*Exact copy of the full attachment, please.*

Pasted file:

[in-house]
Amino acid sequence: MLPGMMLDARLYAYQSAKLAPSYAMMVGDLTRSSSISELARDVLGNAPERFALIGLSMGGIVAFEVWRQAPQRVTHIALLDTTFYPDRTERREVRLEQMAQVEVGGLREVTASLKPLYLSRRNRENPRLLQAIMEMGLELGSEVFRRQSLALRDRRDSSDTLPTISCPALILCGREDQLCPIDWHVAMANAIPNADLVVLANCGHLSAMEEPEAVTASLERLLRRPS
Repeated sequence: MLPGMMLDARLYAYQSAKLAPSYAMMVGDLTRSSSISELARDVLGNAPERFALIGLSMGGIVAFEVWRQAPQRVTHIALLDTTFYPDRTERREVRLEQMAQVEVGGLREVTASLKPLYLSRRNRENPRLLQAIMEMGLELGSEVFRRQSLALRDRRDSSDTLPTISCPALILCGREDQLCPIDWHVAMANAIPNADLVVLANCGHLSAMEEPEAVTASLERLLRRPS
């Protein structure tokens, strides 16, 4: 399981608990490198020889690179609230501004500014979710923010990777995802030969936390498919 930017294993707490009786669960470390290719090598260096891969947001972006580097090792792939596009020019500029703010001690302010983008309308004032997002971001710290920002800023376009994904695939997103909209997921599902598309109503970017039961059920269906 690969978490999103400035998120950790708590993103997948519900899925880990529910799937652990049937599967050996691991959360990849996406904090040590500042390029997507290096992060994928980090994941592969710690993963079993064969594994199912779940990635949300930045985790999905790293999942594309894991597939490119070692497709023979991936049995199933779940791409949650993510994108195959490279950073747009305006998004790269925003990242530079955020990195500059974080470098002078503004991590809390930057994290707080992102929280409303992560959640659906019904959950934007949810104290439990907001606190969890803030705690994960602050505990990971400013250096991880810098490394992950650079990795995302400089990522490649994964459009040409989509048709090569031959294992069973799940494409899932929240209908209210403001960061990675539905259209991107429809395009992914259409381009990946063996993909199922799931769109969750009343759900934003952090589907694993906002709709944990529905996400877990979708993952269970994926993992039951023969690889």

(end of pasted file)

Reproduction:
[in-house]
Amino acid sequence: MLPGMMLDARLYAYQSAKLAPSYAMMVGDLTRSSSISELARDVLGNAPERFALIGLSMGGIVAFEVWRQAPQRVTHIALLDTTFYPDRTERREVRLEQMAQVEVGGLREVTASLKPLYLSRRNRENPRLLQAIMEMGLELGSEVFRRQSLALRDRRDSSDTLPTISCPALILCGREDQLCPIDWHVAMANAIPNADLVVLANCGHLSAMEEPEAVTASLERLLRRPS
Repeated sequence: MLPGMMLDARLYAYQSAKLAPSYAMMVGDLTRSSSISELARDVLGNAPERFALIGLSMGGIVAFEVWRQAPQRVTHIALLDTTFYPDRTERREVRLEQMAQVEVGGLREVTASLKPLYLSRRNRENPRLLQAIMEMGLELGSEVFRRQSLALRDRRDSSDTLPTISCPALILCGREDQLCPIDWHVAMANAIPNADLVVLANCGHLSAMEEPEAVTASLERLLRRPS
């Protein structure tokens, strides 16, 4: 399981608990490198020889690179609230501004500014979710923010990777995802030969936390498919 930017294993707490009786669960470390290719090598260096891969947001972006580097090792792939596009020019500029703010001690302010983008309308004032997002971001710290920002800023376009994904695939997103909209997921599902598309109503970017039961059920269906 690969978490999103400035998120950790708590993103997948519900899925880990529910799937652990049937599967050996691991959360990849996406904090040590500042390029997507290096992060994928980090994941592969710690993963079993064969594994199912779940990635949300930045985790999905790293999942594309894991597939490119070692497709023979991936049995199933779940791409949650993510994108195959490279950073747009305006998004790269925003990242530079955020990195500059974080470098002078503004991590809390930057994290707080992102929280409303992560959640659906019904959950934007949810104290439990907001606190969890803030705690994960602050505990990971400013250096991880810098490394992950650079990795995302400089990522490649994964459009040409989509048709090569031959294992069973799940494409899932929240209908209210403001960061990675539905259209991107429809395009992914259409381009990946063996993909199922799931769109969750009343759900934003952090589907694993906002709709944990529905996400877990979708993952269970994926993992039951023969690889």